Underrated UNESCO World Heritage Sites That Should Be On Your Travel Bucket List

12 Underrated UNESCO World Heritage Sites That Should Be On Your Travel Bucket List

Have you been to any of these wonders?

Do underrated UNESCO World Heritage sites even exist?

What we mean to say is, UNESCO World Heritage Sites are declared as such for a reason — they are deemed to be “of outstanding universal value” upon the perusal of an esteemed panel of heritage, history, culture, and tourism experts. To become a UNESCO World Heritage Site means the destination has ticked off more than one item from a very hefty criteria.

But this isn’t the place to discuss this matter. What we’re getting at is: Some sites are more popular than others. If you’re a history and culture buff with a serious case of wanderlust, you might want to check out these underrated UNESCO World Heritage Sites. We assure you, they’re all bucket list-worthy.

Age-old cities

1. Berat and Gjirokastra, Albania

Gijrokastra | Image credit: Adam Jones

There are places that simply transport you back in time. Berat and Gijrokastra in Albania are two cities that do exactly that. While Berat is situated in Central Albania near the Osum River and Gijrokastra farther down south by the Gjerë mountains, both cities are known for architectural features that reflect the Ottoman period.

Image credit: StepWorld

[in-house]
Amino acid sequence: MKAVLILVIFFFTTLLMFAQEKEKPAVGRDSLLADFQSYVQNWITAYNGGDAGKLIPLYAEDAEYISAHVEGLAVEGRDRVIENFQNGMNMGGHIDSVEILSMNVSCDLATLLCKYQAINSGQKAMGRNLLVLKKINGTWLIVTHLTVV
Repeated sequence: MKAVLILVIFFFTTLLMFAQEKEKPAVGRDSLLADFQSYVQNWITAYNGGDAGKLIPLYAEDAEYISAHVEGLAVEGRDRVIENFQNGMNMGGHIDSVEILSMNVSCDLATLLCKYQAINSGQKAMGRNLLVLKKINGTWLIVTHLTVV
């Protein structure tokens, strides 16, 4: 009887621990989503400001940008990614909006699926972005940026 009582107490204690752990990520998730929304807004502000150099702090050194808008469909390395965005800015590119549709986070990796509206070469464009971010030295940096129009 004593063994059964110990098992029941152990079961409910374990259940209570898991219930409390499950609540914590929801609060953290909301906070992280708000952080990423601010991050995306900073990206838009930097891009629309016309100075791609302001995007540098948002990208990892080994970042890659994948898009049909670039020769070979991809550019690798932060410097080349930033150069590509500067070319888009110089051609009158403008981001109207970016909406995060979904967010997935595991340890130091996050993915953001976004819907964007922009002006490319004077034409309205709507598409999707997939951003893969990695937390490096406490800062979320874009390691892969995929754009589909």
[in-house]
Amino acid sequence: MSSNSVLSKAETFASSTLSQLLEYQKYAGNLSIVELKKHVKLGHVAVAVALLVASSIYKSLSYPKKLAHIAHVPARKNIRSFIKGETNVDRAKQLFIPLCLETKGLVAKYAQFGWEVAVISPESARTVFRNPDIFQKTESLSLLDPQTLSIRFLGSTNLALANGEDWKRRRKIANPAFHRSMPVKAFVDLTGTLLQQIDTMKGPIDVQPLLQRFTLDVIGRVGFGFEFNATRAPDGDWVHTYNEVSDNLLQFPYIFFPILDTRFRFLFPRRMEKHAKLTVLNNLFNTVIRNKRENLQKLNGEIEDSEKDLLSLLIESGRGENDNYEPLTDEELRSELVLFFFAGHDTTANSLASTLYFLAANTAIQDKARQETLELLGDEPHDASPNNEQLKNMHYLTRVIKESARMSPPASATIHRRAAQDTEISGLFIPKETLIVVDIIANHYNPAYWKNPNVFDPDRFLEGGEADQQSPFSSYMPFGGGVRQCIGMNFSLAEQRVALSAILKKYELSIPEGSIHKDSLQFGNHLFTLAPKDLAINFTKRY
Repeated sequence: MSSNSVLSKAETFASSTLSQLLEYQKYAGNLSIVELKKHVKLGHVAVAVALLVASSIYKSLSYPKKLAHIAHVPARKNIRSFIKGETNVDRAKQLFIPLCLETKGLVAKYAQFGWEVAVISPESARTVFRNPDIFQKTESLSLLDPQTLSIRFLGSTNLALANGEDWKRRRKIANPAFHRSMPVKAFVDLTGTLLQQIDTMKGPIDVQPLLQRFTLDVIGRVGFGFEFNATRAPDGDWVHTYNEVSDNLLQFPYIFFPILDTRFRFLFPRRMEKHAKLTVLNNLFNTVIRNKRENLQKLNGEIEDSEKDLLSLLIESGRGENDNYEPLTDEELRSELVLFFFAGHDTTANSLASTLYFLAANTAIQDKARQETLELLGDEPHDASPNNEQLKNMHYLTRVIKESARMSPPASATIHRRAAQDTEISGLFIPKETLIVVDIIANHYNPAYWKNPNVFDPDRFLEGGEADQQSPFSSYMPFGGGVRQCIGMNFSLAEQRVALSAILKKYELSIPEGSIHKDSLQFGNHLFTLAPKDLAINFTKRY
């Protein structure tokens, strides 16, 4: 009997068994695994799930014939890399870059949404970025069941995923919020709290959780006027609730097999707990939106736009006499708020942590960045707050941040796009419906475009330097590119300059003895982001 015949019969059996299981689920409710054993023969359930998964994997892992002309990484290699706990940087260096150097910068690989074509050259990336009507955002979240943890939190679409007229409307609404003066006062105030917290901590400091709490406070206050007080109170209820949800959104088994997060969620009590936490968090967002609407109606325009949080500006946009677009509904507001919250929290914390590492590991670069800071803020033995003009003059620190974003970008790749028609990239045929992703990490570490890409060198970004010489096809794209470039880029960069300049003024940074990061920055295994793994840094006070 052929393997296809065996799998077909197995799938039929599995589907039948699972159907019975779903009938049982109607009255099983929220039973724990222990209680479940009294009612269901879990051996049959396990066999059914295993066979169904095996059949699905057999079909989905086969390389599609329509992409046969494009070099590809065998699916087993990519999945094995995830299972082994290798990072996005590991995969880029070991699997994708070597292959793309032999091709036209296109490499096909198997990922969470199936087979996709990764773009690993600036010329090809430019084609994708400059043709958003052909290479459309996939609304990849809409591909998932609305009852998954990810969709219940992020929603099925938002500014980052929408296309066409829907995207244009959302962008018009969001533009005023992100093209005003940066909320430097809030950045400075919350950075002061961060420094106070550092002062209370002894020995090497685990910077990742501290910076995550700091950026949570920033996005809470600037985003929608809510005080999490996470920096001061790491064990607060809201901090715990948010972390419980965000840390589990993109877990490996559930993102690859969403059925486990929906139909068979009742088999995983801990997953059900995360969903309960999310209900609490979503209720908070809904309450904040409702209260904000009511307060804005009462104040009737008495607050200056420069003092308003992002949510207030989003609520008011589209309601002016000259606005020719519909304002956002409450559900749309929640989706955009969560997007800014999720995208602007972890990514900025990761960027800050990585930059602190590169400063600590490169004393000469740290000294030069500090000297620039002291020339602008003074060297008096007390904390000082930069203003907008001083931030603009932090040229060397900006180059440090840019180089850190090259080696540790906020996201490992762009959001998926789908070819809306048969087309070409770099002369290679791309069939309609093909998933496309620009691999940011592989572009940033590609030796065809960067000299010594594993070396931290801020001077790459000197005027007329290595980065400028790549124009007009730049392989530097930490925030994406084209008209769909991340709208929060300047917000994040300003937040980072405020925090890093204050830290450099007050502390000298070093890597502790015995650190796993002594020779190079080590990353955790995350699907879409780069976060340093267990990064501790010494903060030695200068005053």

Aside from having traditional two-storey Ottoman houses, Berat is also home to a 13th-century castle called the Kala. In Gijrokastra, travellers often visit 18th-century churches and a mosque of the same period.

2. Ouro Preto, Brazil

Image credit: Raquel Mendes Silva

Ouro Preto (or Black Gold in English) is a historical town in Eastern Brazil. Located in the Serra do Espinhaço mountains, it was a hotspot for mining during the country’s gold rush from the 17th to the 18th centuries. Its obvious wealth meant that at one point, it was also a centre for culture and trade.

3. Valetta, Malta

Image credit: Mike McBey

The capital city of Malta is a popular tourist spot, but not a lot of people know that Valetta is home to a whopping 320 monuments dedicated to the Order of the Knights of St. John Valleta. According to the Unesco website, “It was ruled successively by the Phoenicians, Greeks, Carthaginians, Romans, Byzantines, Arabs, and the Order of the Knights of St John.” Now that’s a rich history.

4. Bukhara, Uzbekistan

Image credit: Dan Lundberg

The city of Bukhara in Uzbekistan is a historic centre because it lies directly on the Silk Route, a known trading route that’s more than 2,000 years of age. You’ve probably heard about it in history classes at school. With a past that long, you’re bound to be amazed by breathtaking structures and practices that have stood the test of time.

Natural wonders

1. Mt. Hamiguitan Range Wildlife Sanctuary, Philippines

Image credit: Kleomarlo

Located in Davao Oriental in Mindanao, Mt. Hamiguitan Range Wildlife Sanctuary is a haven for threatened flora and fauna endemic to the Philippines. It’s mostly known for housing the world’s largest pygmy forest — so if you’re a fan of miniature trees, this would be a must-see! Here, you can also spot the Philippine Eagle and the Philippine Cockatoo.

2. Banc d’Arguin National Park, Mauritania

Image credit: Pinpin